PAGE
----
I have, so far, called twenty-eight different addresses my home. Some of these were childhood homes, as ours was a military family, always on the move. Many were student homes, me in constant search of lower rent, brighter rooms and better locations. I’ve lived in high rises and basements, above restaurants and below musicians. I’ve lived on Prince Edward Island and Vancouver Island and many places in between.
Few of these homes were perfect. When I shared chaotic flats, I craved civilized domesticity—a single unstained coffee cup. When I finally got my own place, I craved the chaos of living beings—cats and friends and family. But these were just details. Most of my twenty-plus moves contained an element of choice (even military moves) and a much larger element of excitement. Moving has always meant renewal: a fresh bedroom colour as a child, a decently scrubbed apartment as a student. Changing my place of residence never left me feeling adrift. I was never displaced, just replaced.
It was not until we moved to South Africa that I felt home—or the lack of home—in a deeper way. Our three boys were toddlers when my husband accepted a three-year job in Cape Town, a relocation that would in fact last four and a half years. South Africa is a beautiful and complicated place, still struggling with the legacy of apartheid. I have never been more aware of myself, of my identity as a white, middle-class Canadian, than during those years. That awareness surfaced in mundane ways: my search for molasses in the grocery store or a public swimming pool in our neighbourhood. But it manifested in more profound ways too. I drew parallels between the histories—and current realities—of our indigenous peoples. I also glimpsed what it might be like to leave your home country forever.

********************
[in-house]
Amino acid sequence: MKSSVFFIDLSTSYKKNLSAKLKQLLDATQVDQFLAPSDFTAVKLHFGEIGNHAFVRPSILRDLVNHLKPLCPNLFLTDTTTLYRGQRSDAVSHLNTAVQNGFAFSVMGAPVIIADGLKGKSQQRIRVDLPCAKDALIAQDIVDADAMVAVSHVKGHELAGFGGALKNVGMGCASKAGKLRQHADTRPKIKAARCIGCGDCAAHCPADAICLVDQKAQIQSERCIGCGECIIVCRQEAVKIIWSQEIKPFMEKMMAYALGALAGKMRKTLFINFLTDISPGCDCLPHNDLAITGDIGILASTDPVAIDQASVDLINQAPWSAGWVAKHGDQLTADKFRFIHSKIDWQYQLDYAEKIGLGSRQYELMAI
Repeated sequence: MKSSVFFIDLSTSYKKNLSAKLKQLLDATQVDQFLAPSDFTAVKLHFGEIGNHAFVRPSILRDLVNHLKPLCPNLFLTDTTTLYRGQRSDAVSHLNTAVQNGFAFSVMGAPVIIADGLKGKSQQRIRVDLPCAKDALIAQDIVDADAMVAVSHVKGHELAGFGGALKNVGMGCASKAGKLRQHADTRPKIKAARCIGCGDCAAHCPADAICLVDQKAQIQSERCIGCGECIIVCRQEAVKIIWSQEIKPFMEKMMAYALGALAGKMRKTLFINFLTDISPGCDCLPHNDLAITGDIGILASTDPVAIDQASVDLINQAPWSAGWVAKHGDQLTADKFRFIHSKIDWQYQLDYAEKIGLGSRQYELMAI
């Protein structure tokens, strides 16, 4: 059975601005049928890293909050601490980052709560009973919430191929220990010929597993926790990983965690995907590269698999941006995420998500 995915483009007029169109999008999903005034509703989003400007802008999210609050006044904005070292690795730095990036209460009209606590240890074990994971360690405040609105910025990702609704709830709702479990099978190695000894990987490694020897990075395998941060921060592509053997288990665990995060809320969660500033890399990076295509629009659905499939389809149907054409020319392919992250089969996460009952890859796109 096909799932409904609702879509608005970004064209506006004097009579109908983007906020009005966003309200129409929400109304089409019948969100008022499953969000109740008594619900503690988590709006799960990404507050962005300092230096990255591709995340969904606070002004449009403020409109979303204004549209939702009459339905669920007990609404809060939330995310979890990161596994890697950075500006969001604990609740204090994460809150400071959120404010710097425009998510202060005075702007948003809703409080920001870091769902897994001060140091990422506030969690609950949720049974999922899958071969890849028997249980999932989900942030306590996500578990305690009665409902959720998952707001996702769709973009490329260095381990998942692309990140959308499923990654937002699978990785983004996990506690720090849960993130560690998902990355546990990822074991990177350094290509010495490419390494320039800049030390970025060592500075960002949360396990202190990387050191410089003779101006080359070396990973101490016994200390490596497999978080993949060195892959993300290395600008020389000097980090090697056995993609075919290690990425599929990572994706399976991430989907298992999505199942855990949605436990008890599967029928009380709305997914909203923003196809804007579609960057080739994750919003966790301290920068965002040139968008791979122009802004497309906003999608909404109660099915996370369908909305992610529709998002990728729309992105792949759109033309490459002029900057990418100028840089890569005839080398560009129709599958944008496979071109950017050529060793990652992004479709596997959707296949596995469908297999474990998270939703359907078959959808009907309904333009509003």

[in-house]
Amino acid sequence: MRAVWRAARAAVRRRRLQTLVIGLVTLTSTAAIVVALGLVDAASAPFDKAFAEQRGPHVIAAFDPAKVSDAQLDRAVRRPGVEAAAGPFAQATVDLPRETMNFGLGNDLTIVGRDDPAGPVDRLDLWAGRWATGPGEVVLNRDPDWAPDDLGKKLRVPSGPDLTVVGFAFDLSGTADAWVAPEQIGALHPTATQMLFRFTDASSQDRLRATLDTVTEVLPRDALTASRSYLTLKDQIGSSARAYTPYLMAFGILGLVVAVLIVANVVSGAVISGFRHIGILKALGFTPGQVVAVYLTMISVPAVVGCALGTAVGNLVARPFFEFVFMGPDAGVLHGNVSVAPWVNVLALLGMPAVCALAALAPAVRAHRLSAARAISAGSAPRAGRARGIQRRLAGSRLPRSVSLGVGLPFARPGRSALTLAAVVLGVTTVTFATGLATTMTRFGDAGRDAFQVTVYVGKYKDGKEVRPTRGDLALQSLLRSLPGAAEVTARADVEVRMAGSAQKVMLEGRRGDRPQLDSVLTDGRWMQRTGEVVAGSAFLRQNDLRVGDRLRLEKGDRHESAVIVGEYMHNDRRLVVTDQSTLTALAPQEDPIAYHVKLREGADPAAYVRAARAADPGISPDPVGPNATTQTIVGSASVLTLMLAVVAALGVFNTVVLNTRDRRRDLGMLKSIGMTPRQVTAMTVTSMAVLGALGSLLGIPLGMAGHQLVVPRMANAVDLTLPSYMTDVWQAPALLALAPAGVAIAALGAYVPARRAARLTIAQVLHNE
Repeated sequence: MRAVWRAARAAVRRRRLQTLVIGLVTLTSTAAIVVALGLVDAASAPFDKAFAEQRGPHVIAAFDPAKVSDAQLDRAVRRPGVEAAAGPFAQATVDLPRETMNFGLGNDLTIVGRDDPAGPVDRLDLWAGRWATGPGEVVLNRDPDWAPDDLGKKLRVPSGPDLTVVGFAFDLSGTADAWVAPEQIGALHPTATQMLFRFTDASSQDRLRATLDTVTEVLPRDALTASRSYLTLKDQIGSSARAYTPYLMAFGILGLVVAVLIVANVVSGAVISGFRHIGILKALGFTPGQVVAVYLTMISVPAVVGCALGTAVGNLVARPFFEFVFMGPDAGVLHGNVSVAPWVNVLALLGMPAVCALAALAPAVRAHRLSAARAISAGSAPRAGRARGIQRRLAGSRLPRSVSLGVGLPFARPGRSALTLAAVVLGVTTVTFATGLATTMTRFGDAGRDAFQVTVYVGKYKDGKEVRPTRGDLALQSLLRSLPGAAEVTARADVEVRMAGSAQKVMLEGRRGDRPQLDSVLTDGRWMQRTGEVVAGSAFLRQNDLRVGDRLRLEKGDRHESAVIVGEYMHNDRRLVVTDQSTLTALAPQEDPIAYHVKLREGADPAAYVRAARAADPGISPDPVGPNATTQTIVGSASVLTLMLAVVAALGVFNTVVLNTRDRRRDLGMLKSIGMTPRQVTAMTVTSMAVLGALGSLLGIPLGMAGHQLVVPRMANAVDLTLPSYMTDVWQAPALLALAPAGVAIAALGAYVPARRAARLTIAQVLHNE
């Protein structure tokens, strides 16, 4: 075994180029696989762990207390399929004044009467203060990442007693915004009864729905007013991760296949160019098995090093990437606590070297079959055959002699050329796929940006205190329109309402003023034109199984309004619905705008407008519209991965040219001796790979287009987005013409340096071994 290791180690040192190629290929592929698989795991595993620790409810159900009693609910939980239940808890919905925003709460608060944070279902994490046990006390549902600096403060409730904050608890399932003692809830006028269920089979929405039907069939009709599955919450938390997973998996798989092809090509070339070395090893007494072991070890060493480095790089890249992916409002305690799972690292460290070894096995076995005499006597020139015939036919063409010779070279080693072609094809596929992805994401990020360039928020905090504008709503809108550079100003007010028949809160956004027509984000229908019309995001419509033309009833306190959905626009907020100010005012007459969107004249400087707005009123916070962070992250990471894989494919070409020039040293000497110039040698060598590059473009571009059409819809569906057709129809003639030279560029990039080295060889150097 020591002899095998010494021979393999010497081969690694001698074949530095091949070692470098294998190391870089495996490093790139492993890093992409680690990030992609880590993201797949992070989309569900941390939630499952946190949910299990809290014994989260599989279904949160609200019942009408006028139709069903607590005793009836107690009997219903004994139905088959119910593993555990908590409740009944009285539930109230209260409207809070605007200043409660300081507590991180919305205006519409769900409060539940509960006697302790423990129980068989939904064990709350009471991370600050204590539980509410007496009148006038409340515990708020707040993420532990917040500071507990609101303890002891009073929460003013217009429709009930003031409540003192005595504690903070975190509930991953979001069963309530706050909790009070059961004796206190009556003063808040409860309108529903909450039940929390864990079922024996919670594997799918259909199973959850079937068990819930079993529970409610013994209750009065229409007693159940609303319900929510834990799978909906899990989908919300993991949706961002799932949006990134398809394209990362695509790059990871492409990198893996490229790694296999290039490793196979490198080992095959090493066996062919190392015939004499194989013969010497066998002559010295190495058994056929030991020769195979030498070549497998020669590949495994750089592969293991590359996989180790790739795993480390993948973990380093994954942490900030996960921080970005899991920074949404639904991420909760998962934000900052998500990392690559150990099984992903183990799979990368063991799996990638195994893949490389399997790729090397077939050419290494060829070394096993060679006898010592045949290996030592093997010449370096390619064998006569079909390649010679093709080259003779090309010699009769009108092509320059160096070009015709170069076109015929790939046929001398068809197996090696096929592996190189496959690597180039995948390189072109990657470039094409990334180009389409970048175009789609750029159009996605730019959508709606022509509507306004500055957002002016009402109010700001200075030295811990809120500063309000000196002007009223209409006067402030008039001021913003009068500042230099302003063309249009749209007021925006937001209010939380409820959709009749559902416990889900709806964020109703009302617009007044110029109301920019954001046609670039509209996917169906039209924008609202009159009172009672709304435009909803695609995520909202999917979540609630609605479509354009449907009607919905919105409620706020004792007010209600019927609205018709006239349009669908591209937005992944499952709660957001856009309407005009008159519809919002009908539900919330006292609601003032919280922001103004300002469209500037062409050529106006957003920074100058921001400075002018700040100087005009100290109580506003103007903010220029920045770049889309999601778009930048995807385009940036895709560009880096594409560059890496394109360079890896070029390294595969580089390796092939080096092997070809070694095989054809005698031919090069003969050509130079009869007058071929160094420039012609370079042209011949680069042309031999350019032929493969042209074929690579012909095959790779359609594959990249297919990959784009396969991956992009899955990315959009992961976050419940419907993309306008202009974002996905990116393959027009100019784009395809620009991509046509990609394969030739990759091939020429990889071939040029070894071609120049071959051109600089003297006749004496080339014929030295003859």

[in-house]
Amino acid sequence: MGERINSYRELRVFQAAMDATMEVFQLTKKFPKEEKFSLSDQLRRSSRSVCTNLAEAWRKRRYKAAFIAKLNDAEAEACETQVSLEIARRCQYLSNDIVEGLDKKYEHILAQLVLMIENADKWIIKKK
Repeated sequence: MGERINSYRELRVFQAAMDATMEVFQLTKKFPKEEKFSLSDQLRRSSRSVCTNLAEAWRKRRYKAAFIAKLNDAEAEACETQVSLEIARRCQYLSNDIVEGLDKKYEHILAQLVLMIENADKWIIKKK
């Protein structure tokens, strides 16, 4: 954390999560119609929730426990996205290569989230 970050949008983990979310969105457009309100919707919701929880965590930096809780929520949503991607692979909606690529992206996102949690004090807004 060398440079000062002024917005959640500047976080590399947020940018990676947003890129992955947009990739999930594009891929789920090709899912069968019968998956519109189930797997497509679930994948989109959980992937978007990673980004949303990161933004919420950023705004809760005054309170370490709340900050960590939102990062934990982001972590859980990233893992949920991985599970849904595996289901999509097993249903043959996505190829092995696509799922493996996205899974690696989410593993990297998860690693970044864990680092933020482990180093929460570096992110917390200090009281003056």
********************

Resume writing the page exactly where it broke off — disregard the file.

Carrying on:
Though I grew to love South Africa, I felt the constant pull of Canada, that undefinable Canadian essence that somehow defines us. In a small way, I sensed unsettledness: part of myself in one place and another part permanently elsewhere. It was indeed a small way, as we could always return to Canada. Nonetheless, I learned that moving can change more than an address—it can alter a sense of self. I still cannot fathom true displacement. I have never left or made a home due to conflict, disaster, abandonment, discrimination, illness or economic crisis. For this I learn from others: everyday actions, conversations, works of art, the written word.
In this issue of Understorey Magazine, we explore many facets of home and away. The diverse authors and artists featured here portray the small, tangible items that define a home—carrots from a backyard garden; a hooked rug passed down through generations. They capture the more elusive qualities of belonging or exclusion—warmth of the sun felt across time and continents; small acts of assertion at a housing co-op. Our contributors also broach those more profound circumstances—negligence, colonization, war—that can tear down a home and impose its rebuilding.
Please read, consider, comment and share.